An African frog, which was used decades ago as a pregnancy test, is being used to investigate strategies to regenerate the spinal cord. The studies, which are expected to have therapeutic application in humans, are led by Dr. Juan Larrain, a principal researcher at the Center for Aging and Regeneration CARE Chile UC.
Motivated to know how an animal is formed during embryonic development, Dr. Larrain came to investigate this species, which in their tadpole state has the amazing ability to regenerate their spinal cord.This is unlike what happens with young and adult frogs and also with mammals. “We are the only group in the world that has established this model to study the regeneration of the nervous system. One of the great advantages is that this has allowed us to make comparisons at the genetic, cellular, and biochemical levels on the mechanisms through which the tadpole triggers this process and understand why juvenile frogs do not, “says the scientist and Vice Chancellor at the Catholic University of Chile.
Regain mobility: the dream
The main objective of the studies conducted for the last six years, is to help the recovery of nervous system tissues in humans, applying the knowledge described in amphibians, and analyzing the use of new compounds; this, together with the hope of being able to combat certain diseases and especially to improve the quality of life of people who have suffered damage to the spinal cord. “The dream is that this knowledge will be transformed into therapies that improve the quality of life of people with paraplegia, for example, helping to generate small recoveries of mobility, for instance, in a limb,” says the UC academic.
When there is damage to the spinal cord, which can be caused by accidents, attacks or bullet injuries, among other things, cell death is generated in the nervous system, explains Larraín, which affects dramatically the tissues responsible for transmitting messages between the brain and the body. In this context, supporting the rehabilitation of these patients is a major challenge in this laboratory composed of fifteen researchers. However, the knowledge could eventually be used in other applications. “Many other diseases, including Alzheimer’s and diabetes, are caused by tissue death ,” explains the CARE researcher.
Findings and therapeutic compounds
Converting to the African clawed frog, Xenopus laevis, a model organism for the CARE study, it is a milestone given its history and past in the scientific world; Many years ago, this species was used as a pregnancy test, as discovered by an English scientist. The test involved injecting this frog with a urine sample from potentially pregnant women. When the test was positive, the hormone secreted by the woman could induce ovulation in the animal, stimulating egg-laying within 24 hours. “Afterward, this frog became a research model and today, in this laboratory, it is our test tube,” specifies Dr. Larraín.
As for the findings in tadpoles, the scientist explains that certain key processes and mechanisms have already been identified. “We have established that in response to injury, regenerative animals massively activate the division of adult neural stem cells, which proliferate and repair the damage. Such cells are engines for regeneration,” he says. In small amphibians, they have also observed that the metabolic and immune system responses are different than those in adult frogs. In this context, one bet is to “modify the response in the adult frog by imitating what happens in tadpoles,” says the scientist.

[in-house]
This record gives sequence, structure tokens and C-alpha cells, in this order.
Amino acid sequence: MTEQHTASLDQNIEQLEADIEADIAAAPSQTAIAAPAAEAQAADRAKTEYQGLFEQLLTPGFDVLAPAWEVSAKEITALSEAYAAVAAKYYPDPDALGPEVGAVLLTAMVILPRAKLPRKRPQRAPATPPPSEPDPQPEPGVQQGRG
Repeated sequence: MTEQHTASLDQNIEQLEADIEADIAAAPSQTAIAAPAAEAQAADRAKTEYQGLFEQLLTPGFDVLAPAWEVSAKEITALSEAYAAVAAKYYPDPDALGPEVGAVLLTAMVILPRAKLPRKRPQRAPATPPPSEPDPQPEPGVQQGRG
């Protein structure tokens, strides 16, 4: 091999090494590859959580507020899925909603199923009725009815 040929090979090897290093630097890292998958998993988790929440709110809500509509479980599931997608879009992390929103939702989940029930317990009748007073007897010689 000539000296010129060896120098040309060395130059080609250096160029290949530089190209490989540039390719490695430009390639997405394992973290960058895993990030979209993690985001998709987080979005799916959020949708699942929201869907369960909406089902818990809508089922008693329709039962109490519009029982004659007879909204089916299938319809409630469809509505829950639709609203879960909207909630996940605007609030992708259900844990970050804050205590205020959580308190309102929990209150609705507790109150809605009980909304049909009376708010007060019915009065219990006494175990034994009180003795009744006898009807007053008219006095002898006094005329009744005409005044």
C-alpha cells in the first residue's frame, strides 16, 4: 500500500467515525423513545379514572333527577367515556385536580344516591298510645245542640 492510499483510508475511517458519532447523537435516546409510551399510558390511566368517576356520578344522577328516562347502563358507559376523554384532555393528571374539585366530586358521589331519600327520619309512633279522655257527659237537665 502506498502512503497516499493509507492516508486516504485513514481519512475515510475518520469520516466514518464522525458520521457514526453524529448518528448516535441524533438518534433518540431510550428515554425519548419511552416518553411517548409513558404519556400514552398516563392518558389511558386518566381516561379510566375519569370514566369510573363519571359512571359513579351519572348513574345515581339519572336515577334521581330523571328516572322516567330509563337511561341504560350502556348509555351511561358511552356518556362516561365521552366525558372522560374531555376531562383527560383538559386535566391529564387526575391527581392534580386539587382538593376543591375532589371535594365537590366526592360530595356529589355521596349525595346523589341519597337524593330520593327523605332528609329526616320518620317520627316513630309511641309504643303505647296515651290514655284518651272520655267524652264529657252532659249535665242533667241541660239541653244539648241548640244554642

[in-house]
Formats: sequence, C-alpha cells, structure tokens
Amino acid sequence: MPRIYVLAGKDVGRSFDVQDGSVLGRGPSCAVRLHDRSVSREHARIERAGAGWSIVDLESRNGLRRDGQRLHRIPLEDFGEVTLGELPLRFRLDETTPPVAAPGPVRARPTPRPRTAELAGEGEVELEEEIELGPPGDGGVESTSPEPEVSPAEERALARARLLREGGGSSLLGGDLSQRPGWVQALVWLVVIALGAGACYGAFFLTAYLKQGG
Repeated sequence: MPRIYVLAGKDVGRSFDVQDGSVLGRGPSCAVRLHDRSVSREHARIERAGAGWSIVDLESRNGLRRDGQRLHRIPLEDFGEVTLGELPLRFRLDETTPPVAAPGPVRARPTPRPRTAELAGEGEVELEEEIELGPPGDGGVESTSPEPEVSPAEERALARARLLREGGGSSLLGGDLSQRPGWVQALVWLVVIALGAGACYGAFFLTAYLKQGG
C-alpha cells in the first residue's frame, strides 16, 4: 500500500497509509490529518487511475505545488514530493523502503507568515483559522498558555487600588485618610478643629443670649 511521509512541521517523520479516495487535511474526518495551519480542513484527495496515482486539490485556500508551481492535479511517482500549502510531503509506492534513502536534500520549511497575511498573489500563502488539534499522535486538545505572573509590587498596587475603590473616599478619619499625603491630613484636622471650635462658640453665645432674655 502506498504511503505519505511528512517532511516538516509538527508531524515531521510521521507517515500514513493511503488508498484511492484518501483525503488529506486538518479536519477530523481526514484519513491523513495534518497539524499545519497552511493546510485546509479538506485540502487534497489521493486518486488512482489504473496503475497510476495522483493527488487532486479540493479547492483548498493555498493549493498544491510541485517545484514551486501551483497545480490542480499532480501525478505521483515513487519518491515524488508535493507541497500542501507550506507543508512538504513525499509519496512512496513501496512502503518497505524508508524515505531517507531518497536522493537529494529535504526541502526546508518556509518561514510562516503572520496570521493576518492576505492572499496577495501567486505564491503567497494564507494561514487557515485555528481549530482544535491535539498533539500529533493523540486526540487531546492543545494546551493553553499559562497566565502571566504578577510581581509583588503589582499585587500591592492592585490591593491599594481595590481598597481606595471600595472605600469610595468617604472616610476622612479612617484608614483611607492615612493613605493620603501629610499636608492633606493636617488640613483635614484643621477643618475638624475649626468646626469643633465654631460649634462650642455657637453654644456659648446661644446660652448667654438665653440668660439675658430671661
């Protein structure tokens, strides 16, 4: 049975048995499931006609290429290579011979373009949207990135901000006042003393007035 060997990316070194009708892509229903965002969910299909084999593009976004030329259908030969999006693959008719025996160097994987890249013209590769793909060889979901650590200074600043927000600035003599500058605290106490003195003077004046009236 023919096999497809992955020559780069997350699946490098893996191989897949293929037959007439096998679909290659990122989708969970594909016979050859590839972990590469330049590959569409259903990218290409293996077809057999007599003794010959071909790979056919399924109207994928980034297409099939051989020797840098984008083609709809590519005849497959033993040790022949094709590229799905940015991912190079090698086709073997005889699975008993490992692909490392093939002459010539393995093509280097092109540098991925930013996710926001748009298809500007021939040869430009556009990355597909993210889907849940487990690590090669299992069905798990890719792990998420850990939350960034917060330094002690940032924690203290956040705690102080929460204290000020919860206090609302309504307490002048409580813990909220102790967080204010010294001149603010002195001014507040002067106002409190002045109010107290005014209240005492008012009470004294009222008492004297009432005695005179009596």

In this framework, CARE researchers are also developing another line of research that will test a series of compounds in these frogs, elements that could have therapeutic efficacy. “We are testing two growth factors, or natural compounds, to see if they have the capacity for regeneration in the adult frog. We are optimistic and hope that in the coming years we can accomplish beneficial effects. If that happens, there will come a critical phase of testing the therapies in mammals,” he says.
This laboratory also won a FONDEF project, which seeks to establish the African frog as a working model to test regeneration strategies by also considering a number of benefits, ranging from its appearance and ease of manipulation to its low cost.
The findings developed by Dr. Larrain, also seek interaction with other laboratories. Among them is Dr. Francisca Bronfman, also a researcher at CARE, who conducts studies on axonal regeneration. In Chile, other collaborations are conducted in conjunction with the University of Concepción. Internationally, CARE has also shown broad participation in conferences and seminars outside of Chile on regenerative biology. “This is an area that, over the years, has been moving more and more and we have had good reception. Last year we were at the Center for Regenerative Medicine in Australia, and we have also established partnerships with teams in countries like England, the United States and Uruguay .We do experiments with them all and the interaction always helps us a lot. Moreover, most of our students spend several months abroad doing their studies,” says the researcher.
Thanks to these interactions, great optimism in the research have been created, together with the current project to create a Ministry of Science and Technology in our country. “Science in Chile has been developed through the efforts of many but requires a medium and a long term plan an organizational structure that allows us to visualize and coordinate this program. This, together with the financing required. Therefore, we hope that this project really can continue to progress,” he says. (By Carolina Ines Todorovic, Llambías Communications Agency.).